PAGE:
Banking for small and medium-sized enterprises (SMEs) may not be the most glamorous part of the finance sector, but it’s one where banks in Asia are both recruiting more new staff and training up current employees.
As we noted last year, SME relationship managers based in Singapore and Hong Kong are in demand as banks look to service SMEs in these cities and in near-by emerging markets like China, Indonesia, Malaysia and Vietnam.
Now Singaporean lenders OCBC and UOB are investing more resources into training bankers to address the specific needs of SME clients, reports Channel News Asia. UOB has announced a partnership with Singapore Management University – the “UOB-SMU Banker’s Executive Certificate” – to impart the specialist skills needed for bankers to help local SMEs expand abroad.
The course includes classroom-based study in such fun topics as credit and risk management, trade financing and regional regulatory frameworks. “We actually teach them and get deeper into the regional regulatory requirements, frameworks, so that it provide deeper and more specialised advice to our customers,” head of group business banking at UOB, Victor Lee, told CNA. OUB expects to train 120 SME bankers in year one of the programme.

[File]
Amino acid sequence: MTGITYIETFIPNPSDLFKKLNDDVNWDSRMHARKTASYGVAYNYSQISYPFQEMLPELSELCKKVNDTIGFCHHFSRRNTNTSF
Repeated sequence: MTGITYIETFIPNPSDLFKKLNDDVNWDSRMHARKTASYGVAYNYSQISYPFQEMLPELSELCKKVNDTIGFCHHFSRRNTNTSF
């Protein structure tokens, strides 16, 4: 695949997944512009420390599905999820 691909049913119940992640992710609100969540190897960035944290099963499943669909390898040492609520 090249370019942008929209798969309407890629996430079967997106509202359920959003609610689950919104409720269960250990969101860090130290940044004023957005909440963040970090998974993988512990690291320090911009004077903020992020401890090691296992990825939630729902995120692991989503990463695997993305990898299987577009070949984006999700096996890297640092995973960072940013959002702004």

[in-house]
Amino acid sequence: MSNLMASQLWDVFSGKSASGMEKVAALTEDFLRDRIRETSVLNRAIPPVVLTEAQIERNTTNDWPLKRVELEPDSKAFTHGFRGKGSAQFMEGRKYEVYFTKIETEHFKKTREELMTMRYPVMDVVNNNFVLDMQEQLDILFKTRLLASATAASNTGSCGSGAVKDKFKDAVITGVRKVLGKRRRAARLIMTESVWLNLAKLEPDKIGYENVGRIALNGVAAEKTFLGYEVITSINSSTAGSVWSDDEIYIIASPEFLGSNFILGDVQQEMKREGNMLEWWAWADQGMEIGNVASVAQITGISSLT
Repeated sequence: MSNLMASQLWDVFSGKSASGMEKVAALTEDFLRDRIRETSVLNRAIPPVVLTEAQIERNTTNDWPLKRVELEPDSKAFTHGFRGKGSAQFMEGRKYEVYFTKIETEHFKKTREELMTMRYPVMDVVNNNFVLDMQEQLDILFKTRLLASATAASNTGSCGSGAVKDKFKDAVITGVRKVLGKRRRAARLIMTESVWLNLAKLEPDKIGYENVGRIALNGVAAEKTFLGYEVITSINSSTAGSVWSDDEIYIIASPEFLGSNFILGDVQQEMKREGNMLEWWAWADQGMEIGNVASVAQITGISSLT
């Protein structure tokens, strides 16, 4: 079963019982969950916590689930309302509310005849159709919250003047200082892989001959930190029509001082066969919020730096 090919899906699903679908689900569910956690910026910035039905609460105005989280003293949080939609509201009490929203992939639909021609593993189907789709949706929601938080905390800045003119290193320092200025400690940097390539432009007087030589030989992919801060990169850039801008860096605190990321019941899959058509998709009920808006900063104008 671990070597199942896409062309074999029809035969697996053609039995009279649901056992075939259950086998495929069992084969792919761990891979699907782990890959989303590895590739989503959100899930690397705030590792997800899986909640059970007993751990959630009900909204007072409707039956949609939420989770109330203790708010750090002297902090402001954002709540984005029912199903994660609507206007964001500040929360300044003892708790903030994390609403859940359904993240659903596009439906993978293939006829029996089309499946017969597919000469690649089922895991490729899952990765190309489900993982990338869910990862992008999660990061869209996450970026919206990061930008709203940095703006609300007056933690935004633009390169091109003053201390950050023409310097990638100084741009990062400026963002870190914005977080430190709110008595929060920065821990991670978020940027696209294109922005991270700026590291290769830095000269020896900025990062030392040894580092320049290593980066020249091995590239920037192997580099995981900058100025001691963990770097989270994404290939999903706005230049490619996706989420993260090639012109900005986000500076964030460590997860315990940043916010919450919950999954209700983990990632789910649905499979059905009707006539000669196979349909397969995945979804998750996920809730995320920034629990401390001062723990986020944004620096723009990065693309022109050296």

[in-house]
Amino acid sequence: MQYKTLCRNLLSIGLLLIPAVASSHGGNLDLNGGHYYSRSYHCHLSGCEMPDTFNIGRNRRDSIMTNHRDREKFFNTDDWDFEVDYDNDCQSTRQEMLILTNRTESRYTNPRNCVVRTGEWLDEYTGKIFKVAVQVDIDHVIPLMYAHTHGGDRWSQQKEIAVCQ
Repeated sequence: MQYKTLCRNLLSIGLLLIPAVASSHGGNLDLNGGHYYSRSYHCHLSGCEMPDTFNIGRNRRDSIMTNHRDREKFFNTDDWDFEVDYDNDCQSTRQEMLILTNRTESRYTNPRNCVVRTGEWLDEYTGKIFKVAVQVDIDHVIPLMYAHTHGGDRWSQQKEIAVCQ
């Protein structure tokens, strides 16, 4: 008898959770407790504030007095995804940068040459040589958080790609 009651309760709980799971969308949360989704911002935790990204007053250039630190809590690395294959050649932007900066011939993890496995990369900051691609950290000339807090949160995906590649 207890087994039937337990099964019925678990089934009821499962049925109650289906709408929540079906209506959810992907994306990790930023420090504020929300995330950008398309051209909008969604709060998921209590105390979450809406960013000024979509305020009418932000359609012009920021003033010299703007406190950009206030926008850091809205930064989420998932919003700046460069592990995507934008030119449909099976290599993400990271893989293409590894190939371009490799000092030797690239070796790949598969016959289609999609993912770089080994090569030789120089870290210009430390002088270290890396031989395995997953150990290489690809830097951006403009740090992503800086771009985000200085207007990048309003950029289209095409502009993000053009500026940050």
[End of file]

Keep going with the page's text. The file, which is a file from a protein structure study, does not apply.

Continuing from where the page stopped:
Meanwhile, OCBC says it holds SME-focused training sessions for its employees at least four times a year. A typical class of 25 to 30 employees will “pick up know-how on OCBC’s SME banking offerings, as well as the finer points of tailoring service for different business circumstances,” reports CNA.
In theory, all this extra training should help the two banks retain highly sought-after SME bankers. But it could also spark the interest of rivals – DBS, Citi and HSBC are all hiring in this sector – keen to poach well-trained SME staff.
Singapore-based Sean Wallace, Standard Chartered’s head of corporate and institutional clients, is leaving just as new CEO Bill Winters takes over. (Bloomberg)
ANZ’s board and senior management on pilgrimage to Silicon Valley. (The Australian)
ICBC looks to expand retail banking in Singapore. (Asia One)
Citic Securities to issue up to 8b yuan of shares-backed securities. (South China Morning Post)
China shares drop amid fears of equity bubble. (Wall Street Journal)